1. Out of your literary works we've published, which is your favourite? And why?

This is a bit difficult to answer. The question is similar to asking the parents, ‘which of your children is your favourite and why?’
However, if I have to respond, I would say that one of my favourites is titled Distressed Denims which was published at Spillwords on 27 Feb this year, recently. The reason is that it’s sort of biographical, depicting the style statement of the current generation through the character of my granddaughter, which sometimes baffles the older generation but yet the poem doesn’t highlight any generation gap in a conflictual manner. It’s more about peaceful coexistence with a dash of humour.

  1. Is there anything you are currently working on that may intrigue the interest of your readers?

I am thinking of my next long term project in terms of another professional book on ‘Education and Employability’. The basic framework has been structured. Soon I shall be moving into the research phase. I have promised my publisher to get the manuscript ready by middle of 2020. Simultaneously my poetry writing would continue till I have in my portfolio sufficient poems for my next poetry book, which I intend publishing in November/December this year.

  1. Anything you would like to communicate with the Spillwords Press Community?

My relationship with Spillwords runs into the fourth year and I must say that it gives me great pleasure while traversing through this delightful journey along with the erudite members of the community. Spillwords is like an infinitely flowing river of gems which continue to shine and sparkle and as they roll on the new lot takes their place. All the while illuminating the shores in myriad hues. I would like to express my sincere thanks to the Spillwords community for accepting me into their fold and for continuing to enrich and encourage me.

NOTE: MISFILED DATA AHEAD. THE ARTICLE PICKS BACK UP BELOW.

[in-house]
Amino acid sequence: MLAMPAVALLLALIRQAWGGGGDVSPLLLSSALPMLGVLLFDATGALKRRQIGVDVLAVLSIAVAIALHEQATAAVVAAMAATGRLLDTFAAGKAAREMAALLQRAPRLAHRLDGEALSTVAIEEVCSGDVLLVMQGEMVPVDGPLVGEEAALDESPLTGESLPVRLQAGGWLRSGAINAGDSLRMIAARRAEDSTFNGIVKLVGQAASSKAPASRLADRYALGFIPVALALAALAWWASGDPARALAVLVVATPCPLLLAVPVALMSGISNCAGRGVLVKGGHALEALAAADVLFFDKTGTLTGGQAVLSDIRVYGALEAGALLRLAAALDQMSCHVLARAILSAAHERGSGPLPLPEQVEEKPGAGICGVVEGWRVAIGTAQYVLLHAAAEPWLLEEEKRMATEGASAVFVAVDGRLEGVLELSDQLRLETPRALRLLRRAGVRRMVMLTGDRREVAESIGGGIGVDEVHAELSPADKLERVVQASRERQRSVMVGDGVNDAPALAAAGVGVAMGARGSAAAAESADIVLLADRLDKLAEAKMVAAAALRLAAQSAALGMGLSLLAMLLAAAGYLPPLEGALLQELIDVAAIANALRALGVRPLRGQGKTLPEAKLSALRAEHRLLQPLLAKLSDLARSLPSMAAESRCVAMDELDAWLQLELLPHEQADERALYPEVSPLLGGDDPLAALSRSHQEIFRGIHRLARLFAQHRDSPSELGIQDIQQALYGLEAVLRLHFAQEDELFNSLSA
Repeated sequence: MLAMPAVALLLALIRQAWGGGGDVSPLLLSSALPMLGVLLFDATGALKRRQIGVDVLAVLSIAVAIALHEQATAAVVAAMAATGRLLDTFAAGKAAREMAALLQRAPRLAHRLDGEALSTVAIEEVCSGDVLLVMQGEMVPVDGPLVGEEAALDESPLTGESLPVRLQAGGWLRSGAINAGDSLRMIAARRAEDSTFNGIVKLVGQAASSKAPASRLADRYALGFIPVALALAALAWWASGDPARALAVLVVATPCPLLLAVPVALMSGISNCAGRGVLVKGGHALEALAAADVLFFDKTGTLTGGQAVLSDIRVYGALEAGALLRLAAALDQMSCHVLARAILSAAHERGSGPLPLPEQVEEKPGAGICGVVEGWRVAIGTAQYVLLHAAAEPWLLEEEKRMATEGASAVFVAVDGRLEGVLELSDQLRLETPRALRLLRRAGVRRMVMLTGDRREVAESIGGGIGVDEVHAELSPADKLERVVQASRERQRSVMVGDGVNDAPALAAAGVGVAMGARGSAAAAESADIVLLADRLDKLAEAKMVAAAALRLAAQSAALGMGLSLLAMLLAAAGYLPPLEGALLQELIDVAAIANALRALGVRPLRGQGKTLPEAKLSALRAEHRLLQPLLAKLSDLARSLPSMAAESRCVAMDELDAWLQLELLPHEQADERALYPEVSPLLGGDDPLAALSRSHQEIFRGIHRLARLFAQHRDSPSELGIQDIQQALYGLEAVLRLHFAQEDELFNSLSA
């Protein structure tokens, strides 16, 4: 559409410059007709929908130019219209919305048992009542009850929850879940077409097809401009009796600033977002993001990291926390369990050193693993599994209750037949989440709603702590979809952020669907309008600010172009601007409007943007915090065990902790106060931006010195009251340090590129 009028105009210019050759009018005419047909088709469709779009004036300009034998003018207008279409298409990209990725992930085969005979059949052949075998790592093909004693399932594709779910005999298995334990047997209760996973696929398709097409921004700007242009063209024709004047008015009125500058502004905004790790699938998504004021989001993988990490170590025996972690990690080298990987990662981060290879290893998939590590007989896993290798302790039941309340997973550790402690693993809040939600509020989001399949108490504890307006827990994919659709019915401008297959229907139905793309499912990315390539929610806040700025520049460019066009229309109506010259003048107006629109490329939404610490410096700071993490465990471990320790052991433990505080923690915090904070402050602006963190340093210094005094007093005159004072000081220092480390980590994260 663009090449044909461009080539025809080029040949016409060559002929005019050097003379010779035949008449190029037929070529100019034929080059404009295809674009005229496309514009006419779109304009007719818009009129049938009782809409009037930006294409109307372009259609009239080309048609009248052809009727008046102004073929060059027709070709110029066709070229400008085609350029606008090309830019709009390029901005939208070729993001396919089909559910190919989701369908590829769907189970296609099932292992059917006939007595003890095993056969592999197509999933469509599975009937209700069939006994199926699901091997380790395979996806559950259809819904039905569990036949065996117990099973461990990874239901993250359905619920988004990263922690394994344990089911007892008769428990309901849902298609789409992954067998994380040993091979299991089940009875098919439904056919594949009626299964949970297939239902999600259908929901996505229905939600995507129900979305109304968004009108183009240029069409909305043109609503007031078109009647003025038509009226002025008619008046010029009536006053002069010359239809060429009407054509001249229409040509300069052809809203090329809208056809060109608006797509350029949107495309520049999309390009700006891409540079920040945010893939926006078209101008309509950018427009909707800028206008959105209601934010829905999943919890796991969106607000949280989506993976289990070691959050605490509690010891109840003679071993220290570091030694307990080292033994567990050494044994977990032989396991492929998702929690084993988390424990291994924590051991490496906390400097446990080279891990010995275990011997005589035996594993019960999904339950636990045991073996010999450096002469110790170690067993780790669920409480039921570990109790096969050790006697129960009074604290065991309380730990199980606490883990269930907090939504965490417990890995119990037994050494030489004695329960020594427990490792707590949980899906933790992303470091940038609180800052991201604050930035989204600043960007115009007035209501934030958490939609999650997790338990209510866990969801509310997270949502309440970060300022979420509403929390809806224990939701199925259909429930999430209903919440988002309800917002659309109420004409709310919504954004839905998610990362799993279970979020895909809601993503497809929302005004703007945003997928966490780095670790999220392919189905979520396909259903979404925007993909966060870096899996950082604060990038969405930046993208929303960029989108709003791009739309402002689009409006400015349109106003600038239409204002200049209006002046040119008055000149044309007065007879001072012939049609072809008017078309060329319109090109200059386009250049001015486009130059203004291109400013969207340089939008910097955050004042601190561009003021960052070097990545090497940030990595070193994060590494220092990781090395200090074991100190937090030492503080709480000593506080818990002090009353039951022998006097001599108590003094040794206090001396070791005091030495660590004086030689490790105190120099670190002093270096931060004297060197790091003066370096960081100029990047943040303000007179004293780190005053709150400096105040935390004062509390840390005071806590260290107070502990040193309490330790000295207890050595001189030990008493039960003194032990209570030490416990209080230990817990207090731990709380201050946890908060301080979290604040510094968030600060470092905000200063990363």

Dilip Mohapatra

Dilip Mohapatra

MAY 2017 / JAN-FEB 2019 AUTHOR OF THE MONTH at Spillwords.com
Dilip Mohapatra (b.1950), a decorated Navy Veteran started writing poems since the seventies. His initial foray into the world of literature was through poetry workshops in college and inspirations from his teacher Jayanta Mahapatra, an acclaimed poet in contemporary English. His poems have appeared in many literary journals of repute and anthologies worldwide. Some of his poems are included in the World Poetry Yearbook, 2013 and 2014 Editions. He has six poetry collections to his credit published by Authorspress, the latest being Dewdrops of Dawns, which has received raving reviews in multiple literary journals globally.
Currently his latest, a Professional book titled Campus to Corporate which is a career navigation manual for the students aspiring for a successful corporate career and for newcomers to the industry to survive and succeed has become a best seller with more than 10000 copies sold.
He lives with his wife at Pune, India.
Dilip Mohapatra